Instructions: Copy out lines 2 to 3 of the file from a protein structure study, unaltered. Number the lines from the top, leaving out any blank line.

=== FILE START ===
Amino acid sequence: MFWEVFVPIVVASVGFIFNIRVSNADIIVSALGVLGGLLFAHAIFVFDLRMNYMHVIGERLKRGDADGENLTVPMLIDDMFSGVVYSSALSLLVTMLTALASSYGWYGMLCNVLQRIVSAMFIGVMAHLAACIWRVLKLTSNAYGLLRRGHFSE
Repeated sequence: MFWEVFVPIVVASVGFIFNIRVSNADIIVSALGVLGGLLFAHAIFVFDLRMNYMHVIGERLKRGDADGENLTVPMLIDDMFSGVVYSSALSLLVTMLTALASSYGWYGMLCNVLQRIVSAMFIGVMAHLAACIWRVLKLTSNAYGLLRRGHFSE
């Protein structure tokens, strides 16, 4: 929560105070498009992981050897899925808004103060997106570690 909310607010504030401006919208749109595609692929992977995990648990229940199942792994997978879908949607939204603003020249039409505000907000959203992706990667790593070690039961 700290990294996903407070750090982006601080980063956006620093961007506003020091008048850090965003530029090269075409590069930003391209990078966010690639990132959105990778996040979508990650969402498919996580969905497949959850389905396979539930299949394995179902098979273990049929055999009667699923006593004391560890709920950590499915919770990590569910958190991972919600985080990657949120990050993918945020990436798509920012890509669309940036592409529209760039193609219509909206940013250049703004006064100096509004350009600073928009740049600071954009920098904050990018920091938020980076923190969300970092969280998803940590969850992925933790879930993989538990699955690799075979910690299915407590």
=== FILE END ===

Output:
Repeated sequence: MFWEVFVPIVVASVGFIFNIRVSNADIIVSALGVLGGLLFAHAIFVFDLRMNYMHVIGERLKRGDADGENLTVPMLIDDMFSGVVYSSALSLLVTMLTALASSYGWYGMLCNVLQRIVSAMFIGVMAHLAACIWRVLKLTSNAYGLLRRGHFSE
């Protein structure tokens, strides 16, 4: 929560105070498009992981050897899925808004103060997106570690 909310607010504030401006919208749109595609692929992977995990648990229940199942792994997978879908949607939204603003020249039409505000907000959203992706990667790593070690039961 700290990294996903407070750090982006601080980063956006620093961007506003020091008048850090965003530029090269075409590069930003391209990078966010690639990132959105990778996040979508990650969402498919996580969905497949959850389905396979539930299949394995179902098979273990049929055999009667699923006593004391560890709920950590499915919770990590569910958190991972919600985080990657949120990050993918945020990436798509920012890509669309940036592409529209760039193609219509909206940013250049703004006064100096509004350009600073928009740049600071954009920098904050990018920091938020980076923190969300970092969280998803940590969850992925933790879930993989538990699955690799075979910690299915407590």